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Piano jazz chords: voicings | inversions

Here I list and analyze the most used chords in jazz, played with the left hand at piano. These positions or voicings are used both for accompaniment both in improvisation. They are chords that derive above all from Bill Evan's voicings in which the ninth is added into the minor seventh chord, the sixth and the ninth into the dominant seventh chord. You can play the ninth in most major chords and, sometimes, the sixth one, above all if there is the fundamental one in the melody (this to avoid the dissonant clash between the major seventh note and the fundamental one)



piano jazz chords

The first position or the second is used according to the necessity. Keep in mind the chord of the left hand must be played as near as around the central C(C4) and it has to contain the central C inside (in virtual way, if the C does not belong to the chord), to avoid cacophony. Instead, if it is too much above the central C the right hand can be disturbed.

Second position (voicings) in jazz piano chords

Study all these progressions of II-V-I in major key and practice to play them on famous jazz standards. Certainly there are also other chords besides minor seventh, dominant seventh or major seventh: in another pages I will treat about the half diminished, diminished and altered seventh chord voicings (with augmented fifth and ninth or minor ninth).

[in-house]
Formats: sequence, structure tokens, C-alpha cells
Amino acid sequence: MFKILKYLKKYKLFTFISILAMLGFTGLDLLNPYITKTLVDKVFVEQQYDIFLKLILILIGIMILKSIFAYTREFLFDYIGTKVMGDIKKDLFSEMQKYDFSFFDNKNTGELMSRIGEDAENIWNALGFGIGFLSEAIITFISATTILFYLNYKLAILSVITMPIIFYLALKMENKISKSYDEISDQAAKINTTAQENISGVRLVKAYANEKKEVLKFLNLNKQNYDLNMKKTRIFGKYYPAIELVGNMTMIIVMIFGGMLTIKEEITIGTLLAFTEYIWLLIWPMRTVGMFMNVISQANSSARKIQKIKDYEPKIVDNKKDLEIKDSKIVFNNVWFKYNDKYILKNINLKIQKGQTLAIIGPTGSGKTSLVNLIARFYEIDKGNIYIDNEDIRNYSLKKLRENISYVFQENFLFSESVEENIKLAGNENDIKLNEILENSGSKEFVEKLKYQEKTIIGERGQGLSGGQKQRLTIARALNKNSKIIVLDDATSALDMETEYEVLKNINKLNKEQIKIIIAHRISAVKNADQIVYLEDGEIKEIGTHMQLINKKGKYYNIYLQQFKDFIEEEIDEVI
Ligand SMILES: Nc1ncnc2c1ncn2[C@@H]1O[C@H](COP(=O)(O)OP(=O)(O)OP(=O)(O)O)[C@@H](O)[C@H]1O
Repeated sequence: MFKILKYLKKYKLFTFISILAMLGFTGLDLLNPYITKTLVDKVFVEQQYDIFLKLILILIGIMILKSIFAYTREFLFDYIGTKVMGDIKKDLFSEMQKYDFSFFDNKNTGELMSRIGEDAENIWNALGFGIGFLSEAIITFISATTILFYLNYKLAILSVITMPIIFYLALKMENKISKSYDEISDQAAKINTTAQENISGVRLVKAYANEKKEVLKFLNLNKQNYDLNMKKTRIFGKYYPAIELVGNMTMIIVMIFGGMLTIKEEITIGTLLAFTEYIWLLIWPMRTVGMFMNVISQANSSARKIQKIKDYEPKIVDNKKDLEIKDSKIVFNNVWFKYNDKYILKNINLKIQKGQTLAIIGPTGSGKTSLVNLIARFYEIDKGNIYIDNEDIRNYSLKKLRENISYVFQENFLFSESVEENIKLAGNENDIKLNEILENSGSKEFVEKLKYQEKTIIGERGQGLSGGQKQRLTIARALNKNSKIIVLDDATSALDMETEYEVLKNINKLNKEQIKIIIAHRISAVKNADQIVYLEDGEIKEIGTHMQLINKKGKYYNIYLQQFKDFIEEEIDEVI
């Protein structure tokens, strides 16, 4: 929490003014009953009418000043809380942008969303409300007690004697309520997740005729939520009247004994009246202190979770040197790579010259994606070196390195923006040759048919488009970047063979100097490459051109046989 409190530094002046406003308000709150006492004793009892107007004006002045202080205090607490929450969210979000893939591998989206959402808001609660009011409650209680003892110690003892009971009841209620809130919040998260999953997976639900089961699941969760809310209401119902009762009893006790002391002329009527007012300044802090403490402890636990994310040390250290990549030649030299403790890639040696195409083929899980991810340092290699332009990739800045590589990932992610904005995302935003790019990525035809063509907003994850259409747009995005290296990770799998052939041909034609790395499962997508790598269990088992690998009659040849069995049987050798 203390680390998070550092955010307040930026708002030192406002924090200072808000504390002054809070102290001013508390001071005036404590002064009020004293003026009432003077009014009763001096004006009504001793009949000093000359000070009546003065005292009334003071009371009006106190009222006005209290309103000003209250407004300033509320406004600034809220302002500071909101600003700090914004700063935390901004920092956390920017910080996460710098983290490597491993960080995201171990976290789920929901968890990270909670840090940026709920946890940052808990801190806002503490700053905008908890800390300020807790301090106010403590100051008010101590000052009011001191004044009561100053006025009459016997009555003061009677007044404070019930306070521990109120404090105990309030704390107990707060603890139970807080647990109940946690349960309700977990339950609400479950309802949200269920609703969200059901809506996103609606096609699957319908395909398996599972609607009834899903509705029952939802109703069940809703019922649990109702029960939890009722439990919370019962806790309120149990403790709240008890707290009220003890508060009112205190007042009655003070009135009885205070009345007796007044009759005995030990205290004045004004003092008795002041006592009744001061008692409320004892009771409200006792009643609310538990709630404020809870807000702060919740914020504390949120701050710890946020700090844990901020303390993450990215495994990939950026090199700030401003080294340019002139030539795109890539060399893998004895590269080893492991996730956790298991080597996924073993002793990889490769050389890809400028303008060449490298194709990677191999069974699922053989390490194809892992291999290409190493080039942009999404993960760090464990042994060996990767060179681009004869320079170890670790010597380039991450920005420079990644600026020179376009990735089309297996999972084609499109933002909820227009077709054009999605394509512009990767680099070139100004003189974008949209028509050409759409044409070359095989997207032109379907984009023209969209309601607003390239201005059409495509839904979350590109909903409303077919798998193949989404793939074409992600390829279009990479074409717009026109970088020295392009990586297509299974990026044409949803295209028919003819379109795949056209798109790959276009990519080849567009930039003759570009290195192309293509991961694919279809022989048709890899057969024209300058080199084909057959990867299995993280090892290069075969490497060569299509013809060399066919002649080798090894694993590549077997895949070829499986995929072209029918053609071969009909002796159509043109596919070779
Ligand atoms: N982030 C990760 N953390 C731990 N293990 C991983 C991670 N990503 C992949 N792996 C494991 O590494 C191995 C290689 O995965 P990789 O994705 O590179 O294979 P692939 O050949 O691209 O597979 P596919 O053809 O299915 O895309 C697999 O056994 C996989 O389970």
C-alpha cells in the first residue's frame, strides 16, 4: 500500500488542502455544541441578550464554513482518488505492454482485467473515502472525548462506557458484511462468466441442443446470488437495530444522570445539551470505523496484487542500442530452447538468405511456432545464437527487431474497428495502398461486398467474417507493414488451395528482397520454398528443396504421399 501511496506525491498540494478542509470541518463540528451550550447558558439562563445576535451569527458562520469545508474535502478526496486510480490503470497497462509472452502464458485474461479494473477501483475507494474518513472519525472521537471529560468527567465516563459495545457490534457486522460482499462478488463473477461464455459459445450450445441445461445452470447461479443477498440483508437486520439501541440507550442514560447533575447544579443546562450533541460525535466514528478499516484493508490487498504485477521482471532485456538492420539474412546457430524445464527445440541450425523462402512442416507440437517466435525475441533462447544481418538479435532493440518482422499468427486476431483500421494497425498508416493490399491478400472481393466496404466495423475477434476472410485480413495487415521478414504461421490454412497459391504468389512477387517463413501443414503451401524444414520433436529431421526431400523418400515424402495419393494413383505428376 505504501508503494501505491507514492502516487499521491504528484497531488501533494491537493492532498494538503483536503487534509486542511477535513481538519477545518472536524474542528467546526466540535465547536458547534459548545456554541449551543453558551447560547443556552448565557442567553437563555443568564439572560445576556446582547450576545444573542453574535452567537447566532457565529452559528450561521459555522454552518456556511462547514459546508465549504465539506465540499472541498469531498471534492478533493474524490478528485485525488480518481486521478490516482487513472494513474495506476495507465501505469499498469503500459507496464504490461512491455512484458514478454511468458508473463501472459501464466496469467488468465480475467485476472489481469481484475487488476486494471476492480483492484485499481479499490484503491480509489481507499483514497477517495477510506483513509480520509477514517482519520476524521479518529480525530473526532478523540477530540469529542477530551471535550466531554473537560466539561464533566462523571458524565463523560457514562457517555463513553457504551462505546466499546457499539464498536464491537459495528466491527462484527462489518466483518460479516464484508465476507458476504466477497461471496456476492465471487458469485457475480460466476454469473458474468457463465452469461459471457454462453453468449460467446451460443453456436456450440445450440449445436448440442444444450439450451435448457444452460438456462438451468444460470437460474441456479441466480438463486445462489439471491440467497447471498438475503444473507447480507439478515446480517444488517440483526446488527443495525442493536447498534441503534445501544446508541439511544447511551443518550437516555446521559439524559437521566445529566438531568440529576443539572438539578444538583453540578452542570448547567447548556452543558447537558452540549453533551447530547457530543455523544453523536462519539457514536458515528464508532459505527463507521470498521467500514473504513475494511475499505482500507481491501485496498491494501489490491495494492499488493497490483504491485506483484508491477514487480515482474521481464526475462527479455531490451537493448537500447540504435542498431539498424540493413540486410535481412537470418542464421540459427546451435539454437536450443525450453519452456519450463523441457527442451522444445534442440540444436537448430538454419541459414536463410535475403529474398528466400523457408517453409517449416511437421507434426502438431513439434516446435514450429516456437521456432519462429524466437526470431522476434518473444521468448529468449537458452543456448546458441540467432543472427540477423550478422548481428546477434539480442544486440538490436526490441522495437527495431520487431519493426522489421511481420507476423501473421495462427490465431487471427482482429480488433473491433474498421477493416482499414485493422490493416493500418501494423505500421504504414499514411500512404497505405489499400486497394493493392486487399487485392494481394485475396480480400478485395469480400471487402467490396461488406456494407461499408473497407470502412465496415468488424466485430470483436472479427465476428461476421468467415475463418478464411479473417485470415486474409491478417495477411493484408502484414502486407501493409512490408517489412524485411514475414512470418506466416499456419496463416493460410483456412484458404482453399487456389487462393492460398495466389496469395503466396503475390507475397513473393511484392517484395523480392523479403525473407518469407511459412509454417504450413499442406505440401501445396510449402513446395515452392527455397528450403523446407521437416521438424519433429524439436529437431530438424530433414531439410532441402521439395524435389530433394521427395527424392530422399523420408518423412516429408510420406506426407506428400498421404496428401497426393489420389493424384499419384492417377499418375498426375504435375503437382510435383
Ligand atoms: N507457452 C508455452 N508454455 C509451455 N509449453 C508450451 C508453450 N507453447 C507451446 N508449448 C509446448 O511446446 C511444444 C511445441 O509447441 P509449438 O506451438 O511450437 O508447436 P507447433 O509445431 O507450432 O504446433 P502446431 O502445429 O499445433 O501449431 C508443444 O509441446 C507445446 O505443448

jazz piano chords

Remember the most important notes of a chord are the third one and the seventh one that determine the mode (major or minor) and the type of chord. Therefore you should never miss these two notes in the chord, except if, for example, you need to play a sus4 chord: in this case the third is omitted leaving the place to the fourth note.

How to use jazz piano chords and voicings

In music and art the complexity is generally synonym of ugliness, unnatural, difficulty of understanding. So you do not need to exaggerate in the use of dissonances inside chords, even if you are playing some modern jazz.
For example, I do not like the sound of the sixth on the dominant seventh chord and I do not often use it, replacing it with the fifth or omitting both the sixth one and the fifth. Besides you can often omit the fifth on the minor and major seventh chords, the fifth or the ninth in dominant seventh chords. In this way you play a lighter chord, airy, less heavy.
I will publish soon in another pages half diminished ,diminished seventh and altered chord voicings.